Ideally a combination of clinical and electrical tests are carried out to confirm a diagnosis of CTS


Splinting:  Evidence shows that splinting can resolve over 50% of cases of CTS. Splints are most commonly prescribed for those with night symptoms, but they can also be used during the day for aggravating activities. We can provide you with a correctly fitting splint designed for this purpose.

Figure 2. Example of a night splint
Figure 2. Example of a night splint

Exercises: Exercises target the “glide” of the median nerve within the carpal tunnel. There is emerging evidence to show that this is helpful in the management of CTS. These exercises need to be performed with care and we can guide you as how to carry these out effectively.

C Trac: This is a small hand-based device which aims to stretch the transverse carpal ligament. It is generally used three times daily, for a period of four weeks. Based on a small study, there were good results for using this device for the management of CTS. We can loan this device out to you for a period of time.

Figure 3.  The Ctrac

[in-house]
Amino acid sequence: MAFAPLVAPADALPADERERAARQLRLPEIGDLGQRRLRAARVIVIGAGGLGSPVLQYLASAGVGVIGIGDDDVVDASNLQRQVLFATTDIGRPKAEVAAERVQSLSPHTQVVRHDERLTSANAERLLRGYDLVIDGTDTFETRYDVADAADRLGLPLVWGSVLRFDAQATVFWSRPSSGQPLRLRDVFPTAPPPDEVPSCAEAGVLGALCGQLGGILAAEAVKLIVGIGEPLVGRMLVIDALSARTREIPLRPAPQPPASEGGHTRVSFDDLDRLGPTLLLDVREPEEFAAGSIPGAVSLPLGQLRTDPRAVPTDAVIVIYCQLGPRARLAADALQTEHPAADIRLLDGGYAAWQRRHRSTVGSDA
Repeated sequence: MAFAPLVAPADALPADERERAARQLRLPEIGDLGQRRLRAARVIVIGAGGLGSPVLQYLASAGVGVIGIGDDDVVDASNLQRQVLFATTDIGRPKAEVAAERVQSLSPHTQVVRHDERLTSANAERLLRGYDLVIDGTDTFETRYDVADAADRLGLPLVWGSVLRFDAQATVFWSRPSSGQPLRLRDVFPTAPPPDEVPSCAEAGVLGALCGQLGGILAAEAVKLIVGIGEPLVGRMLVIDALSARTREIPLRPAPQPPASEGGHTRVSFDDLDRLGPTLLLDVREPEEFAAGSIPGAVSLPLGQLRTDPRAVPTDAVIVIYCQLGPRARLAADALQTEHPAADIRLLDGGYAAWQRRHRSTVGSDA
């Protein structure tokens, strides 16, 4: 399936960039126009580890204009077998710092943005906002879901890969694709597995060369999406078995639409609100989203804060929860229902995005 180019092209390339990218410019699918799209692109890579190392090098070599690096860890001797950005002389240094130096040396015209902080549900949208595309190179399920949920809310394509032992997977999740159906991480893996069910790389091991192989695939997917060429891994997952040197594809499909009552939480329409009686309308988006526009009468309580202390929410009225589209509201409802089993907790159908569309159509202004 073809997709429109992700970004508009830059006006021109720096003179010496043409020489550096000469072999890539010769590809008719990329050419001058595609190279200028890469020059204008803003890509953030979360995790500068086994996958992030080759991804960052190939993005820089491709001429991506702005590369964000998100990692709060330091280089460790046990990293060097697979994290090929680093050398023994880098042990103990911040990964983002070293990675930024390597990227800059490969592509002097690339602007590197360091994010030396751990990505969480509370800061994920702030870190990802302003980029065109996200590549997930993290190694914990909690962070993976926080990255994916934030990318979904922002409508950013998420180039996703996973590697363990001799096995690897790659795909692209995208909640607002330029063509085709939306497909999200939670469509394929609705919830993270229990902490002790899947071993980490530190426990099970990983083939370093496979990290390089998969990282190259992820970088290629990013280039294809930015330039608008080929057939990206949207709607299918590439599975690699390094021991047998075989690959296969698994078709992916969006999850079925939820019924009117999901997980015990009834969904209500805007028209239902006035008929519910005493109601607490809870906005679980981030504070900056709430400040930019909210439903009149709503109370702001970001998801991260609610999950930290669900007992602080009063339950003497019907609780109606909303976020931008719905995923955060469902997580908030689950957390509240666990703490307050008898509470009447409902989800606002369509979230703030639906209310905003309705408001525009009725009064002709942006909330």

Figure 3. The Ctrac

Activity modification: This is particularly vital for those with aggravations from particular postures during the day. We can advise you on what positions are likely to aggravate your symptoms, and we can provide you with tips on how to modify your activities.

Referral to a specialist:  We can refer you to a hand surgeon  for their opinion on management, and possible consideration for surgery, if the above mentioned conservative measures fail to improve your symptoms.  Severe  weakness and wasting of the thumb muscles require prompt referral to a surgeon.

Post-Operative Therapy

Following carpal tunnel release, a hand therapist can play a role in assisting you manage any ongoing symptoms. We can provide you with nerve exercises if these are required, and we can also provide treatment for hypersensitive or thickened scars or “pillar pain”.